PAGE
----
Goltz against cerebral localization: Methodology and experimental practices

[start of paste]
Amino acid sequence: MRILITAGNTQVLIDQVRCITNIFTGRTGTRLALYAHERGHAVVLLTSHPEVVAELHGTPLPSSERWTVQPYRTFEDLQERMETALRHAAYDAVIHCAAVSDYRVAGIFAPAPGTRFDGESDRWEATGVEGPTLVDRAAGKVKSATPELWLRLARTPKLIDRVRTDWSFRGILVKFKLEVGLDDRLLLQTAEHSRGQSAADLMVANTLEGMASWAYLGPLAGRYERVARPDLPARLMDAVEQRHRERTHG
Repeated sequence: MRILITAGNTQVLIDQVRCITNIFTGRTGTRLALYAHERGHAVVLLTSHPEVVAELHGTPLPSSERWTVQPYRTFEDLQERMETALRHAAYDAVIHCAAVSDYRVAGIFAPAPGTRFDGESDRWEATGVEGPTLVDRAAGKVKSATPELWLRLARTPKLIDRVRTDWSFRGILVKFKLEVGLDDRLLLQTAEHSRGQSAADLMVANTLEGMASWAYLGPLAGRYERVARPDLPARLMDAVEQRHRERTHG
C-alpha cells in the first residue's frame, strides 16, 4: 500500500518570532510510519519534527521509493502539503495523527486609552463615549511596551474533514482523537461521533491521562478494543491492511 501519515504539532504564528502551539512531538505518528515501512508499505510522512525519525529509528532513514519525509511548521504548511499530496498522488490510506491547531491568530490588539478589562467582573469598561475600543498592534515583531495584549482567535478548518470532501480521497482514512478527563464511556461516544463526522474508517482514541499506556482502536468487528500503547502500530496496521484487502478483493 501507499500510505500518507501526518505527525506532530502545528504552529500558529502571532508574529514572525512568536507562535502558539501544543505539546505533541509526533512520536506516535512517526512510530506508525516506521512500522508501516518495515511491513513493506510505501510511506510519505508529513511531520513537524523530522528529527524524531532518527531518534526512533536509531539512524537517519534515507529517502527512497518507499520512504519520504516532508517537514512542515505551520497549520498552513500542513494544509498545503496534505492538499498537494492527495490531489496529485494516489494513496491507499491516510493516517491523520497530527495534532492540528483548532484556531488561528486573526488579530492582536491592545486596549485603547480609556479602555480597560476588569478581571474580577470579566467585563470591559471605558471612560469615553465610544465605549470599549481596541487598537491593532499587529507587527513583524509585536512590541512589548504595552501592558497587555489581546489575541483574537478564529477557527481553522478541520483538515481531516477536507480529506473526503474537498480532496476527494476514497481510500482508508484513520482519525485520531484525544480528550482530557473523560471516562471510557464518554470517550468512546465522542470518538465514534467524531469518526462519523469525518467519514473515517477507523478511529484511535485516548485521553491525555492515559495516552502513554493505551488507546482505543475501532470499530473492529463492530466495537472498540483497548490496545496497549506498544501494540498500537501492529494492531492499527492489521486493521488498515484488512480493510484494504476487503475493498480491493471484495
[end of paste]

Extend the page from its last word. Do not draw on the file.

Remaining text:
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In the late 19th century, physiologists such as David Ferrier, Eduard Hitzig, and Hermann Munk argued that cerebral brain functions are localized in discrete structures. By the early 20th century, this became the dominant position. However, another prominent physiologist, Friedrich Goltz, rejected theories of cerebral localization and argued against these physiologists until his death in 1902. I argue in this paper that previous historical accounts have failed to comprehend why Goltz rejected cerebral localization. I show that Goltz adhered to a falsificationist methodology, and I reconstruct how he designed his experiments and weighted different kinds of evidence. I then draw on the exploratory experimentation literature from recent philosophy of science to trace one root of the debate to differences in how the German localizers designed their experiments and reasoned about evidence. While Goltz designed his experiments to test hypotheses about the functions of predetermined cerebral structures, the localizers explored new functions and structures in the process of constructing new theories. I argue that the localizers relied on untested background conjectures to justify their inferences about functional organization. These background conjectures collapsed a distinction between phenomena they produced direct evidence for (localized symptoms) and what they reached conclusions about (localized functions).
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